KtBlog

Killing the Buddha

James Agee’s Aperture of Awe

When a friend told me (late Thursday) it was National Punctuation Day I got upset.  I wished I’d known earlier; I would have done something.  When the knee-jerk regret wore off I realized I’d unknowingly celebrated punctuation in the best way I can think of.  I’d read, aloud with friends, from Permit me Voyage, the only…

Killing the Buddha

What Would Plato Do for Labor Day?

“Of the painter we say that he will paint reins, and he will paint a bit?” Socrates asks Glaucon in the epilogue to Plato’s Republic. “But does the painter know the right form of the bit and reins? Nay, hardly even the workers in brass and leather who make them; only the horseman who knows…

David Plante

Essential Stories

I like to think of Blaise Pascal, though fiction didn’t much concern him, when trying to understand why fiction has more and more been reduced to details of quotidian life as against a vision of universal life, of essential life. Contemporary fiction seems to be locked in nothing but details, though at one time in…

james-agee-by-evans

Curious, Obscene, Terrifying, and Unfathomably Mysterious

I am going off to write about people. An ordinary proposition, it would seem, particularly for a person who makes a living writing for people and, typically, about people or the things they think about and create. For the next month, I’ll be joining my friend Lucas Foglia in Costa Rica to spend time with…

Killing the Buddha

Cathedral Center Court

Earlier today, Roger Federer came back from being down two sets to one to punch his ticket to a fourth consecutive French Open final. He’s never won it all on clay. On Sunday, he’ll be facing a Swede named Robin Soderling, a guy who before ejecting Federer’s nemesis Nadal from the tournament (in One of…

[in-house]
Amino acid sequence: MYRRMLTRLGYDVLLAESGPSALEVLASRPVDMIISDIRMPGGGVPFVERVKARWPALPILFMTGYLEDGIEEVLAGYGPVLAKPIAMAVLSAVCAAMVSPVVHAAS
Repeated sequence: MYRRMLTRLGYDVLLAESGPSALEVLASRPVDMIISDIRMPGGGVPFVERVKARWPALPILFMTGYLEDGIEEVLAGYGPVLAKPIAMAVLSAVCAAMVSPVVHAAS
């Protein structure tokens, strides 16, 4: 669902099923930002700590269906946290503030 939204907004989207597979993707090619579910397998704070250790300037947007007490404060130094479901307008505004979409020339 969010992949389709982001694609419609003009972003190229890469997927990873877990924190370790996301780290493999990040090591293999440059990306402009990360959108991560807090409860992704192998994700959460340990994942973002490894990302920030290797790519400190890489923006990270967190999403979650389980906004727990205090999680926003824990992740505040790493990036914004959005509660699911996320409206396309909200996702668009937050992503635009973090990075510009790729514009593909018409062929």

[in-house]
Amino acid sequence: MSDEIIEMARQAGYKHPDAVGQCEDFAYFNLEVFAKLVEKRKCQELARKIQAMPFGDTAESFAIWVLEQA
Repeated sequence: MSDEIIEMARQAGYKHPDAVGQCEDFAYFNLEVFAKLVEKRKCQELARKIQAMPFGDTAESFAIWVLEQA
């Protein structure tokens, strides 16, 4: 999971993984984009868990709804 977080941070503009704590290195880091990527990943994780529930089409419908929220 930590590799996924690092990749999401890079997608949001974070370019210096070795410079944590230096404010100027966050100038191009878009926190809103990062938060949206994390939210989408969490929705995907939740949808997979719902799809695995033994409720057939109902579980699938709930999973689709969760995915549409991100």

Killing the Buddha

Mary Gaitskill’s Private Theology

William Deresiewicz offers a damning assessment of one of my favorite contemporary authors, Mary Gaitskill, in The Nation. The problem, he says, is religion. Gaitskill has always been a religiously concerned writer, though it wasn’t immediately evident in books like Bad Behavior and Because They Wanted To. A former editor of Gaitskill’s tipped me off…

My Bible

The Pleasure of the Text

Jean-Luc Marion, at the outset of God without Being: One must admit that theology, of all writing, certainly causes the greatest pleasure. During the year of my becoming a Catholic, that frought and crazy and inevitable year, I bought a New Oxford Annotated Bible from my college bookstore. Its over two thousand pages flop between…

Dedication

The Diaries of the Late God

Last week a dear friend blessed me with a 1968 first edition paperback copy of a sleeping classic: Excerpts from the Diaries of the Late God by Anthony Towne. I love this. The dedication page sends a tingle down my spine. The poet Anthony Towne was, if you didn’t know, the extraordinary partner of the…